What little revelry LeBron James incurred after surpassing Michael Jordan in career points on Wednesday was cut short, as the Los Angeles Lakers announced that they had agreed to place the three-time NBA champion on a minutes restriction for the remainder of the season.

The shock factor of the decision is only amplified by James’ career rear-view mirror. Just last season he played through, in his words, “a broken hand,” in the NBA Finals, despite entering the contest with little more than a passing chance at victory.

His diagnosis was further bolstered by his playing a full 82-game season for the first time in professional career. James, who had previously given indication of his super human ability, was once again achieving feats that made Clark Kent look like Homer Simpson.

The conclusion that James and the Lakers would be better off with No. 23 spending less time on the court is the biggest admission of mismanagement since the 2004 team imploded, but it might also be the first successful face-saving move of Lakers President Magic Johnson’s career.

When James exited during the third quarter of the Lakers’ Christmas Night game with the Golden State Warriors, he left behind a rewritten version of the team’s 2018-19 season recap. His groin injury added up to 17 missed contests, 11 of which ended in losses for Los Angeles. The Lakers plummeted to 26th in offensive rating while dropping potential playoff meetups against the Houston Rockets, Oklahoma City Thunder and Warriors.

The Lakers’ despair seemed to end with James’ return to the lineup on Jan. 31. He nearly dropped a triple-double against the Los Angeles Clippers—24 points, 14 rebounds and nine assists—as the Lakers upended their intracity rivals.

But the good times came to a halt. James sat out in the Lakers’ loss to the Warriors to start the month of February. And while he’s played in every contest since, the results haven’t been optimistic. Los Angeles is 3-9 with James back in the rotation, and nobody seems happy about it. Not Laker—read Kobe—fans, not the organization, James’ teammates, or James himself.

Whether it’s a lack of feeling 100 percent healthy, apathy or a mix of the two, the future hall of famer has been off his game. His stat lines look fine—in the last 15 games James is eighth in the NBA in points per game (26.5) and first in assists—but his body language tells a different story.

Deciding to leave a smaller imprint on the Lakers train wreck of a season, then, is a smarter decision than it initially lets on.

The NBA in 2018-19 has been ripe with hyper-affluent temper tantrums. Recently, Anthony Davis and Kyrie Irving have made clear that their desires and that of their respective teams weren’t aligned, and the ensuing fallout has been nuclear. Davis is stranded somewhere in the Bayou while Irving has transitioned to an existence in which the city of Boston doesn’t exist. And of course, we can’t forget about the Carmelo Anthony and Jimmy Butler sagas earlier this season.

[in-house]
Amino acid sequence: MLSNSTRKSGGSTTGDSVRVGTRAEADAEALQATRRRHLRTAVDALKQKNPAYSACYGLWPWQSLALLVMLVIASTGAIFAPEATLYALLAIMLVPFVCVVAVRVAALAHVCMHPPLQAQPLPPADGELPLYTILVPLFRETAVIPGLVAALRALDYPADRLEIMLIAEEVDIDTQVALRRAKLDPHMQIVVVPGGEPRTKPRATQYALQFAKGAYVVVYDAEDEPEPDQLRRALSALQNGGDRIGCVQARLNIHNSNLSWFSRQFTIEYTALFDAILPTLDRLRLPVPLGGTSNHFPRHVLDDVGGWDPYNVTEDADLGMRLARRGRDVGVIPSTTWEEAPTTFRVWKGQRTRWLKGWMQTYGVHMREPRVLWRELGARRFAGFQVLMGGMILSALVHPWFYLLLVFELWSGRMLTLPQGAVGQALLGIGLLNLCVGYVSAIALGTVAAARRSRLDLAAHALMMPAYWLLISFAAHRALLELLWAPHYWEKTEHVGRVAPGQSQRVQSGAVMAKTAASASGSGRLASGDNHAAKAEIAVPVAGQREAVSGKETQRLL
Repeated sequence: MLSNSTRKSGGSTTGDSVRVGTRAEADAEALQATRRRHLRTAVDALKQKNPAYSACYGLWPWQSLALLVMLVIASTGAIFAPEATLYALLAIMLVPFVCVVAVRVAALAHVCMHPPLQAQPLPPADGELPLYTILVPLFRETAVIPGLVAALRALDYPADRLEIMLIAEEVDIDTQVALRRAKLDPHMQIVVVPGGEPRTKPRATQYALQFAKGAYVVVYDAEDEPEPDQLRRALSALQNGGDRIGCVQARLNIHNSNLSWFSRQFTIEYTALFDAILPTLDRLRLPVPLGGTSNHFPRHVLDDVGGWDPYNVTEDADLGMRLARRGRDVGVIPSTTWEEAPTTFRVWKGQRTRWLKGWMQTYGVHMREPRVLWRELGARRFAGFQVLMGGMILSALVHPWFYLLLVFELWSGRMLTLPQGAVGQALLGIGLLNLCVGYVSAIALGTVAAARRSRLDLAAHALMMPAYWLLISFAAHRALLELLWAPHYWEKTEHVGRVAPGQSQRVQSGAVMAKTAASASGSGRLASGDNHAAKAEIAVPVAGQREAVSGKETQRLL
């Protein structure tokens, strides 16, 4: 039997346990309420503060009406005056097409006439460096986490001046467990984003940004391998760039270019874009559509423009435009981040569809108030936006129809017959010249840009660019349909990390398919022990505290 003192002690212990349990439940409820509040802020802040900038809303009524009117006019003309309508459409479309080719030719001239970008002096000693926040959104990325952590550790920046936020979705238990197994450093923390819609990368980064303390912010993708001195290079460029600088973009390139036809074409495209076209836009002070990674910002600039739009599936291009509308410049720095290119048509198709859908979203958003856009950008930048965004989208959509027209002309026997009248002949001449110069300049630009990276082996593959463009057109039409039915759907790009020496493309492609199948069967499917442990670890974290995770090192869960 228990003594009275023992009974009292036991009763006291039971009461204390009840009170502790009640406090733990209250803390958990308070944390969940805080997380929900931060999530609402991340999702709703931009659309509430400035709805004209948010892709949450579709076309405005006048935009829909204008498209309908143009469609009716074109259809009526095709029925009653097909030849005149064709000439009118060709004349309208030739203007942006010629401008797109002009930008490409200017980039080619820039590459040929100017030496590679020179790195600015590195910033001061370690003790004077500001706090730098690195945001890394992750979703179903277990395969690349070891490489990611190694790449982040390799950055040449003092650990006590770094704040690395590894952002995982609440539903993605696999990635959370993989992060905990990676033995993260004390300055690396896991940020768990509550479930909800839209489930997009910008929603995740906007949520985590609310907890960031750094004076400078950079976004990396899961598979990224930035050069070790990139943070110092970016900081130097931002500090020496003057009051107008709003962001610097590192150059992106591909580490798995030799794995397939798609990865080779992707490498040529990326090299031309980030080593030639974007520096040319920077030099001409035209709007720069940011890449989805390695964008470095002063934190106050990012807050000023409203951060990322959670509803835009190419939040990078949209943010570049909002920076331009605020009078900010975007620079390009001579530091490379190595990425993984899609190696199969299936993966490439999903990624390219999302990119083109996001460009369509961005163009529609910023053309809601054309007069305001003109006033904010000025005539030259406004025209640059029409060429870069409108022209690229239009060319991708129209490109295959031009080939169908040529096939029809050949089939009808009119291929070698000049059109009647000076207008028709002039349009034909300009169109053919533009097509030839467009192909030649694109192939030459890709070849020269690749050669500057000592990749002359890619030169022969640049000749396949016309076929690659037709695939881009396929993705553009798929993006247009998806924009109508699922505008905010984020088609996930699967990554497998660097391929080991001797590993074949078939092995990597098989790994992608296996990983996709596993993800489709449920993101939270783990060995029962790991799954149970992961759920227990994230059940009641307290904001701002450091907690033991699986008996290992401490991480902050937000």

Instead, with James and the Lakers reaching a mutually beneficial agreement—one without sneak disses in press conferences or tweets loaded with subtext—both sides are setting a new precedent for player-team relations. Even at his worst, James stands as a bastion of NBA diplomacy. Maybe his decision to bargain away from the cameras will inspire a trend that leads star players away from self-sabotage and non-newsworthy news coverage.

What’s more, is that the Lakers can finally loosen their grip on their playoff fever dreams. With James on the court, original intentions be damned, the Lakers were fighting for a playoff spot. His productivity would be wasted on anything less than a post-season berth.

Owning up to a busted season quells the anxiety of all those involved. Fans can finally stop booing James harder than they cheer Alex Caruso. Management can focus on drafting a concrete plan for July rather than organizing carefully timed statements about the team’s legitimacy. (Sure, Luke Walton is still on the hot seat, but somebody has to take the blame for this, right?)

In the last month of the regular season, the Lakers can hopefully revert to the highs of the pre-James era. Remember when the Staples Center erupted at the sight of D’Angelo Russell’s “Ice in my Veins” shot? Or when Larry Nance Jr. posterized Kevin Durant? No, those weren’t all time Laker moments, but they eased the constant reminder that Kobe was a shell of his former self and the was eons away from contention.

For now, Lakers should enjoy the time out of the limelight while they can, because come July’s free agency period, Los Angeles will be the city that never sleeps.